Furthermore, the implication of deficit financing on economic stability through growth, stable inflation and unemployment rate has been one of the subjects of a long standing debate in macroeconomics. Three views emerged from the literature revealing the relationship between budget deficit and macroeconomic variables. Keynesian economics supports the ideas that budget deficit has, by the working of the multiplier, a positive effect on the macroeconomic activities (Appah and Chigbu, 2013). Neoclassical economist argues that budget deficit has negative effects on economic stability as much as Ricardian equivalence approach supports the view of neoclassical economist (Appah and Chigbu, 2013). These three contrasting views show that a large budget deficit is a source of economic instability. Ojong and Hycent (2013) further observed that deficit financing in Nigeria is characterized by poor policy implementation, inconsistence of government macroeconomic policies, low growth of private investment, decline growth in real sector and high level of indiscipline in public sector.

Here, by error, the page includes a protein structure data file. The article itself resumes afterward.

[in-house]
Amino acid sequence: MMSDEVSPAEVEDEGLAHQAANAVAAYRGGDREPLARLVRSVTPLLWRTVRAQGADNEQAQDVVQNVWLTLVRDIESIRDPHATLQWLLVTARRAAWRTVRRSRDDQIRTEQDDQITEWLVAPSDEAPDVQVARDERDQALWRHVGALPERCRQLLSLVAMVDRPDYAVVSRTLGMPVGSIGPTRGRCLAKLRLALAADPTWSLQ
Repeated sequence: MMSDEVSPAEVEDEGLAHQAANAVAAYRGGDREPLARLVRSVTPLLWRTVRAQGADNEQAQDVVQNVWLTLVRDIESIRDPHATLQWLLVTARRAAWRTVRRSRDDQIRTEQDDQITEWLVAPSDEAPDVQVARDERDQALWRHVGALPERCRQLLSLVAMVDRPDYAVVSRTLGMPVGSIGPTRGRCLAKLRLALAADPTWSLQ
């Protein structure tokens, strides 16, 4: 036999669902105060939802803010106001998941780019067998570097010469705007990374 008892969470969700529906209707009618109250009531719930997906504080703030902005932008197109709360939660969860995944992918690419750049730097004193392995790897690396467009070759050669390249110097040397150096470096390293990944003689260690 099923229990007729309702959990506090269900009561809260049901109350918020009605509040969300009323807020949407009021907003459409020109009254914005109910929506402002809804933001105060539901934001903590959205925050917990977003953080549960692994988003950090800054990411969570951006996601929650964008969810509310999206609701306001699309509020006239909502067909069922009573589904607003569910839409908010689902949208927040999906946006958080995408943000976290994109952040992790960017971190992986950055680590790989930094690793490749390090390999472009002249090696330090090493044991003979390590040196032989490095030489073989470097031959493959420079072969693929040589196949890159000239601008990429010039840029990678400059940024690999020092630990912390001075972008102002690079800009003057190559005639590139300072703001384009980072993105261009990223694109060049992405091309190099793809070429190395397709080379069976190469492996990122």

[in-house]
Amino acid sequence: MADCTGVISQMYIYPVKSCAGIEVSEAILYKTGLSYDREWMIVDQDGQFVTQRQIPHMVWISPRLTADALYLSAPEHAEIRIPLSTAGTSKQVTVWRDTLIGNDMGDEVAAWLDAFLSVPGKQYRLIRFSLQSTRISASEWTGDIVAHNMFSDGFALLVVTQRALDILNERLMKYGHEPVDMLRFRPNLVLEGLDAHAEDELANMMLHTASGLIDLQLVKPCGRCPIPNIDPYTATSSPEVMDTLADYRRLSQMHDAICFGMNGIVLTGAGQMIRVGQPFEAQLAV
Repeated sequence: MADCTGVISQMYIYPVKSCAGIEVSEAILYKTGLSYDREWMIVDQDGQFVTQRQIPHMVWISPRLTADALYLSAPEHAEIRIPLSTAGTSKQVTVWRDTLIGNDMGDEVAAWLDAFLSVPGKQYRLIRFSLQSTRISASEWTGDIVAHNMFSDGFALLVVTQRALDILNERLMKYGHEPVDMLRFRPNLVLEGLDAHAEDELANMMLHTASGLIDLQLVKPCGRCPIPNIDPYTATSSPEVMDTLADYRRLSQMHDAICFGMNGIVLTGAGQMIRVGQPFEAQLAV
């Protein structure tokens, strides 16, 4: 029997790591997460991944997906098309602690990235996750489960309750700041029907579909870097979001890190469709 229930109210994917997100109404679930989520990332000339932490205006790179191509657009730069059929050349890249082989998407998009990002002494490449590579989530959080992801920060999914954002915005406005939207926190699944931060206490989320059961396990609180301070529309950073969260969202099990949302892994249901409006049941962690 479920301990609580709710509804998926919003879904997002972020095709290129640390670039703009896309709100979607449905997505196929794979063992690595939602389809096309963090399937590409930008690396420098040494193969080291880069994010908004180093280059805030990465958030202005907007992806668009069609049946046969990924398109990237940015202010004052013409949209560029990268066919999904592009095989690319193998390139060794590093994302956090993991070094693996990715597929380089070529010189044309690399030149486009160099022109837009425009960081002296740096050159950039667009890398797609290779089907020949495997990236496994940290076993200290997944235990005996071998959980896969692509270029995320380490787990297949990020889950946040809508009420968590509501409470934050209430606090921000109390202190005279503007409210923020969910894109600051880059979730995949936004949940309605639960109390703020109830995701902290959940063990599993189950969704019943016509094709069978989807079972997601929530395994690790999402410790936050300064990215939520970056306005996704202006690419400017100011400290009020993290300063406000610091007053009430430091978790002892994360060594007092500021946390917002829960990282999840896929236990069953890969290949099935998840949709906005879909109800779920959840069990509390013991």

Based on the forgoing relationship between deficit financing and economic stability, a study such as this is necessary. This study, therefore, is designed to investigate the implications of deficit financing on economic stability in Nigeria.
Statement of the Problem
The issue of deficit financing certainly is not new but the level of economic stability of the last decades has brought about more interest in fiscal policy issues that will encourage growth. The government expenditure has been increasing each year because of government spending activities. An increase in government revenue is not sufficient to finance increased government expenditure which leads to deficit. Government revenue has not been ever efficient and it causes large difference between expenditure and revenue. Government always borrows from both internal and external sources to finance such large difference.